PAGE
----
Funding Transparency Under ESSA: Six Resources to Dig In
January 27, 2017

The desire for more transparency at the school level is a major theme of the Every Student Succeeds Act, including the financial transparency requirement which will have a more direct impact on schools. For the first time ever, the law requires states to “include actual per-pupil spending by school on state, district, and school report cards. Expenditures must be reported by funding source (federal, state, and local), and must include actual personnel salaries, not district or state averages.”

While many organizations have issued recommendations and models on the design of state accountability systems under ESSA, fewer resources on the funding transparency requirement of ESSA are available. Below are six member-recommended resources for advocates who are working to increase funding transparency at the school level:   

Colorado: Examples of School Funding Transparency

Colorado was the first state to report on school-level spending, similar to ESSA requirements. PIE Network members Colorado Succeeds and Stand for Children Colorado were part of the coalition which supported the bill before it became law and have served as valuable resources to advocates in other states working on similar legislation. Multiple advocates working on funding transparency recommend reviewing the America  Succeeds report, Pulling Back the Curtain: How Colorado’s Transparency Law Sheds New Light on School Funding. The report includes a highly relevant section on how other states can emulate Colorado’s transparency law and what it took to get the bill passed.

Data Quality Campaign: Making Data Work for Students

The Data Quality Campaign produced a report on how to make data work for students in the Every Student Succeeds Act. One of their suggestions is to use the ESSA finance transparency requirement to clarify how education dollars are spent. Additionally, the Data Quality Campaign produced a report on how to use financial data to support student success. Both reports are chock-full of information and policy ideas for state leaders.

The Learning Policy Institute: Advancing Resource Equity

Equity-focused advocates can find a full breakdown of the transparency requirements and opportunities found in ESSA in this report. The report features specific suggestions on how states can use law to advance resource equity, including state report cards and taking advantage of incentives for equitable funding approaches.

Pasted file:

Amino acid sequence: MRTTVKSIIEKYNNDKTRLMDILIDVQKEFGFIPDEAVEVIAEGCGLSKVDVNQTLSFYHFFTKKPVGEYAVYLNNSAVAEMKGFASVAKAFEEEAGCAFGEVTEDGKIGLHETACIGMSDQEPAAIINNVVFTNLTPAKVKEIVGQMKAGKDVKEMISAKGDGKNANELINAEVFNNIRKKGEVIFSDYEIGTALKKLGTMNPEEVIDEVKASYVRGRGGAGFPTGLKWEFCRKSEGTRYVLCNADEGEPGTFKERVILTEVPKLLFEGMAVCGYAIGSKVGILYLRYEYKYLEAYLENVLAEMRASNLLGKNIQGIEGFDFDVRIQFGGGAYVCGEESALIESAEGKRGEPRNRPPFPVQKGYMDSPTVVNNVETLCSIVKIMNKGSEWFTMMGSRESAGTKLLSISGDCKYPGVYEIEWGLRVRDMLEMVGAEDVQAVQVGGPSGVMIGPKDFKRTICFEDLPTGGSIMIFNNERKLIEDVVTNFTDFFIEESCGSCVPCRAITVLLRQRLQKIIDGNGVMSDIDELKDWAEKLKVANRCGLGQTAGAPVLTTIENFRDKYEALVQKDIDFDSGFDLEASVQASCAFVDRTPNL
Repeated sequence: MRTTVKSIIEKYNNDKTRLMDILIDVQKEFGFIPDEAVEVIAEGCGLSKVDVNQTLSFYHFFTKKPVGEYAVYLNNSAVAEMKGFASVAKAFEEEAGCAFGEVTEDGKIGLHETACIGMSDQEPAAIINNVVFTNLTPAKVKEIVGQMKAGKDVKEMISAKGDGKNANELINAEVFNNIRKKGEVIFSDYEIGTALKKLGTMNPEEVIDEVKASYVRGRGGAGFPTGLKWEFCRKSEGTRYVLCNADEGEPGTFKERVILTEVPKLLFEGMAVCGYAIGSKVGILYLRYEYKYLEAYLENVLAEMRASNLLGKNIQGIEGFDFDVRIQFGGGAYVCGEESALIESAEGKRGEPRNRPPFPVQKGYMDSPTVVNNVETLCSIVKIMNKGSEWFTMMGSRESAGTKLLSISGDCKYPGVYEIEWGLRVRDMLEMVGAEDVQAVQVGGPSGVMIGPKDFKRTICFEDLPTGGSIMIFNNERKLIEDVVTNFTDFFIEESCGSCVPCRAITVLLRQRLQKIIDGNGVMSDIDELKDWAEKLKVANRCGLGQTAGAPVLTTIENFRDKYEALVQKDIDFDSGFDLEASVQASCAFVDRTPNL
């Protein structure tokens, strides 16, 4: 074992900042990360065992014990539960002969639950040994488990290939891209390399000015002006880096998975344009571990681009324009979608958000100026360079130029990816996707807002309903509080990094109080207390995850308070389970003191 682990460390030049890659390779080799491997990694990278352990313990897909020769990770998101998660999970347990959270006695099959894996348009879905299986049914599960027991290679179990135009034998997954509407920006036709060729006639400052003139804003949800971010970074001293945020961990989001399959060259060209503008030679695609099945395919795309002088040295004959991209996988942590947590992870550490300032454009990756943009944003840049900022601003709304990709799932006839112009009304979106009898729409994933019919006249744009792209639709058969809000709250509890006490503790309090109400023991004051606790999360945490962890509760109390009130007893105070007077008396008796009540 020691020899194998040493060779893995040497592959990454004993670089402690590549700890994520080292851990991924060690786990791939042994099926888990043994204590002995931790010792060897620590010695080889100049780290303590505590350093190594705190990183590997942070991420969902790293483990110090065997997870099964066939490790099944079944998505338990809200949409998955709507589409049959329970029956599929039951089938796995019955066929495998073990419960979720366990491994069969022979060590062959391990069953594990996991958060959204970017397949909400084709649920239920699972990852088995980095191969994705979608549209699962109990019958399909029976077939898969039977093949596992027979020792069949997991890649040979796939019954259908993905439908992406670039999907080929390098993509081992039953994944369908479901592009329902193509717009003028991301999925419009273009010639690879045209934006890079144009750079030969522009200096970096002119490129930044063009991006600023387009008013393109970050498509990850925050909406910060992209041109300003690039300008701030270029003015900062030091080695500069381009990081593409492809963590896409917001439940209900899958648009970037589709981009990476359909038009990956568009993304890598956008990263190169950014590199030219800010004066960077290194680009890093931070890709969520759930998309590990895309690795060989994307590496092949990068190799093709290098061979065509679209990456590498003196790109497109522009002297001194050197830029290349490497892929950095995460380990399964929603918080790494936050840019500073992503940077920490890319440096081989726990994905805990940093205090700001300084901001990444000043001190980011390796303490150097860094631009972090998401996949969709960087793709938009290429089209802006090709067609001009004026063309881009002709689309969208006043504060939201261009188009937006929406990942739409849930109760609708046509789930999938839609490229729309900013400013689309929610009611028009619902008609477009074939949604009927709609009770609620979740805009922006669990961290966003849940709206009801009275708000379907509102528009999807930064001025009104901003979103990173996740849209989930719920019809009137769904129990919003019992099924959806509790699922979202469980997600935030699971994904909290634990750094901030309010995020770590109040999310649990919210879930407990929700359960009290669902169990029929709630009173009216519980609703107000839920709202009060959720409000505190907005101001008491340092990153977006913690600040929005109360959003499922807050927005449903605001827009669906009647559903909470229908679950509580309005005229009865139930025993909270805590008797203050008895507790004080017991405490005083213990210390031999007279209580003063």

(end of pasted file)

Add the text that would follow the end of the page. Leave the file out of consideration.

Education Resource Strategies: Three Step Action Plan

ERS produced a simple-to-follow action plan for advocates who are working on the ESSA financial reporting requirement. ERS suggests advocates:

  1. Work toward a rigorous and accurate method for calculating school-level per-pupil spending;
  2. Understand school-level spending differences by incorporating schools’ contexts; and
  3. Track resources beyond dollars.

TXSmartSchools.Org: Interactive Data Visualization

Originally a part of the Financial Allocation Study for Texas, the Apples2Apples interactive tool was launched by Susan Combs while she served as the Texas Comptroller. She designed the tool to help school districts, parents, and taxpayers sift through the diverse educational landscape in Texas and identify schools and districts worthy of emulating. Users can compare Texas schools by their academic progress and spending, showing which schools are producing results while being cost-effective. This tool is an example of what a transparent and user-friendly state system could look like.  

National Organizations Focused on School Finance

There are also several national organizations that focus specifically on school finance research and advocacy. Take a look at the websites to see if they might be helpful for you.

  1. EdBuild
  2. Edunomics Lab
  3. Afton Partners

If you are interested in connecting with any of these resources or know of any additional resources for the financial reporting requirement of ESSA, please reach out.

Lukas Boehning

Lukas is PIE Network's Manager, Policy and Research

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